My problems with this book are legion but they’re not anything that I haven’t enumerated elsewhere. For example, in my review of Nancy Hedberg’s Women, Men, and the Trinity: What Does It Mean to Be Equal? I noted how she focuses on views of eternal functional subordination that are not universally held by all “gradationists” (to use Erickson’s problematic term). In short, she focused her attention mostly on Bruce Ware and Wayne Grudem, both of whom are vocal proponents of EFS, but certainly not the only ones. Erickson gives a brief summary of Robert Letham’s position on the subject (49-50) but then fails to engage it at all throughout the rest of the book. This is extremely problematic because Letham’s more balanced and nuanced views nullify a great deal of Erickson’s criticisms, criticisms that apply most significantly to Ware and Grudem.
In the same review of Hedberg’s book I noted that the early Church was struggling with the issue of the Son’s relation to the Father and creation so when we read of equality, power, etc., it’s in reference to how the Son, as eternal Son of God, relates to creation. It’s not an issue of the inner-Trinitarian dynamics of authority/submission. Erickson acknowledges that different questions are being asked now than were being asked then (23, 140) and he warns against anachronistic readings that seek to answer modern questions from ancient texts while suggesting that we should look for certain applicable principles. In searching for these principles Erickson has effectively negated his concern about anachronism.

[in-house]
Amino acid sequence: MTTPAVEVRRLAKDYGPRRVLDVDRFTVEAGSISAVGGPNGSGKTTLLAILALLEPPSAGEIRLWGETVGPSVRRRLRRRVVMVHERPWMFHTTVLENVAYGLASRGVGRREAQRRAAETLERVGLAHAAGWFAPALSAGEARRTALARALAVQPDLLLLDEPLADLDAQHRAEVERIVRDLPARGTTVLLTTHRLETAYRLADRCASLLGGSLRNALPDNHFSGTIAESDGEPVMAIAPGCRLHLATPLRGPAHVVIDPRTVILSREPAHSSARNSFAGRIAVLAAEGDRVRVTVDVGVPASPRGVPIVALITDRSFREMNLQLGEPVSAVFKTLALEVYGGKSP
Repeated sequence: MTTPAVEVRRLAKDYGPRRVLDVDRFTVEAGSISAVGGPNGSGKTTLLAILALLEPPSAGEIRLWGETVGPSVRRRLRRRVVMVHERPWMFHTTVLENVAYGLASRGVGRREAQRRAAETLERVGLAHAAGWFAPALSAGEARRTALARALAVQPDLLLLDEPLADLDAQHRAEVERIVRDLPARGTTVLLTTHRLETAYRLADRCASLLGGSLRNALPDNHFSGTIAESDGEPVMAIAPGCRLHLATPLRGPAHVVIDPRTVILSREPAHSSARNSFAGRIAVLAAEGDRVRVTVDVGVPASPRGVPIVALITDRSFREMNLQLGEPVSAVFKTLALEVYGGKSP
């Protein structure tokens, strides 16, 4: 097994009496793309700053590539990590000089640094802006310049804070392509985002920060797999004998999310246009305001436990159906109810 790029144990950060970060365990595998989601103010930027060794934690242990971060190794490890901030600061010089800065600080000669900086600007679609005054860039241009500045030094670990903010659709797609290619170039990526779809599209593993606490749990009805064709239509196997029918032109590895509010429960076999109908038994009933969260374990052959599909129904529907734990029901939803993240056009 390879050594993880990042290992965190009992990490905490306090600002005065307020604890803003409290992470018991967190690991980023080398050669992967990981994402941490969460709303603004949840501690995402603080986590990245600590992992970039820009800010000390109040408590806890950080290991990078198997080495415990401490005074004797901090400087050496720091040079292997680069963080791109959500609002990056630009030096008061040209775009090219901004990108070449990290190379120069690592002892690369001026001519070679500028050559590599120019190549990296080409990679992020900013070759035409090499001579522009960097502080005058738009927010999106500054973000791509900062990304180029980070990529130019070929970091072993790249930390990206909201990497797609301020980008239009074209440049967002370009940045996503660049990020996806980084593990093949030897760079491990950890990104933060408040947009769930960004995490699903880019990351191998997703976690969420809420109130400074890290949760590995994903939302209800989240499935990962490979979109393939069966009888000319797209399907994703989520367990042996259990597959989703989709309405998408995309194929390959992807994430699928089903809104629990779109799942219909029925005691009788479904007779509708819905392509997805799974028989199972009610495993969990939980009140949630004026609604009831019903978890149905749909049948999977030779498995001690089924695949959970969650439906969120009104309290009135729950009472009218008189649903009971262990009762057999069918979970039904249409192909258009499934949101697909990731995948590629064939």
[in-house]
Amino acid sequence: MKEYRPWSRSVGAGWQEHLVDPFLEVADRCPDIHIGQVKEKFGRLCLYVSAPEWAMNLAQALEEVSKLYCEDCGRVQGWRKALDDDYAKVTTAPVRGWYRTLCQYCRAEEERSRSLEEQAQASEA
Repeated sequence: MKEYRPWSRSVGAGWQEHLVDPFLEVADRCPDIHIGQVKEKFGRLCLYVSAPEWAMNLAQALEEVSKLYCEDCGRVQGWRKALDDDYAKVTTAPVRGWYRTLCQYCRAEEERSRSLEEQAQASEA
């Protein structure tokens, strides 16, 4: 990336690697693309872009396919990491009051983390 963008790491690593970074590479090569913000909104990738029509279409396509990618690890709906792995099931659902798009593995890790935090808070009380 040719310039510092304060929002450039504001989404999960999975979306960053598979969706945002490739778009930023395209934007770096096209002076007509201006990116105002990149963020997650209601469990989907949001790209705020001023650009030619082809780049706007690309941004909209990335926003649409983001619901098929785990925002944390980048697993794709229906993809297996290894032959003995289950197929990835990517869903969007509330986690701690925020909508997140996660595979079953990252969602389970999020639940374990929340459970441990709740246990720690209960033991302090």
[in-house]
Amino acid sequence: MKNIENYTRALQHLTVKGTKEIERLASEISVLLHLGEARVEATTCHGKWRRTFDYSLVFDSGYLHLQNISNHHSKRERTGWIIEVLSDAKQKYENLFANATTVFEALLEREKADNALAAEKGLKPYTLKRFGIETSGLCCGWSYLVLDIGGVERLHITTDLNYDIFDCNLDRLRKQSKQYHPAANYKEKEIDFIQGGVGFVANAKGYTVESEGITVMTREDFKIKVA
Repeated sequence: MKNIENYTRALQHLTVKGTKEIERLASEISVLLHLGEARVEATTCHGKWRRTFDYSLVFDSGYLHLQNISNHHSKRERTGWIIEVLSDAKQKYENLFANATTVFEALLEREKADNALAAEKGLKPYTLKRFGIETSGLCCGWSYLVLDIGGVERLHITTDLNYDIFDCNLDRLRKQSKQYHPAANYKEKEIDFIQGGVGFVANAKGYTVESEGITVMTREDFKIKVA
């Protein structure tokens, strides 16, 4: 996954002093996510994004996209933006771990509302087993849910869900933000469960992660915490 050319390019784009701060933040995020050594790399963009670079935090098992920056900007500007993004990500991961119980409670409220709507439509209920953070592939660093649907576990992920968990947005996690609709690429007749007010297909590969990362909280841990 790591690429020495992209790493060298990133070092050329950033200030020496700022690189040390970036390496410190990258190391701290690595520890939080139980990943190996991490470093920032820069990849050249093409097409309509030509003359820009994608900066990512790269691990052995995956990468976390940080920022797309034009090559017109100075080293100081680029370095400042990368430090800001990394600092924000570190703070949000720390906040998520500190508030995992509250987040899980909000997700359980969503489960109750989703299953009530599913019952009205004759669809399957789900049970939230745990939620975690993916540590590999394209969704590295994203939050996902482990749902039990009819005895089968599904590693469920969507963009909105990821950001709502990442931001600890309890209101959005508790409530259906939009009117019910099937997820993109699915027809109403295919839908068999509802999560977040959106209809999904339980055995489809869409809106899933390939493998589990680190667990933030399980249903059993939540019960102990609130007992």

In my review Tom McCall’s Which Trinity? Whose Monotheism?: Philosophical and Systematic Theologians on the Metaphysics of Trinitarian Theology I noted the problem with the argument that the Son must be essentially different (i.e., of a different nature/substance) from the Father by virtue of being eternally functionally subordinate. McCall’s reasoning suggests that for a person to possess the property eternally he therefore possesses it necessarily which then entails its essentiality. Erickson takes up this very argument and dismisses out of hand the counterargument that notes distinctions between personal properties and essential attributes (173) but he does so without real argument. On Erickson’s reading there can be no eternal distinctions within the Trinity (which is the picture that he paints in his discussion of the names of the Persons of the Trinity [218-21]); at best there can be eternal emphases where one Person is perhaps more in the forefront than the others. The problem of course is that Trinitarian theology from the beginning of time has been based on making such distinctions, whether they’re termed substance/subsistence, essential attribute/personal property, or being/person, they need to be made.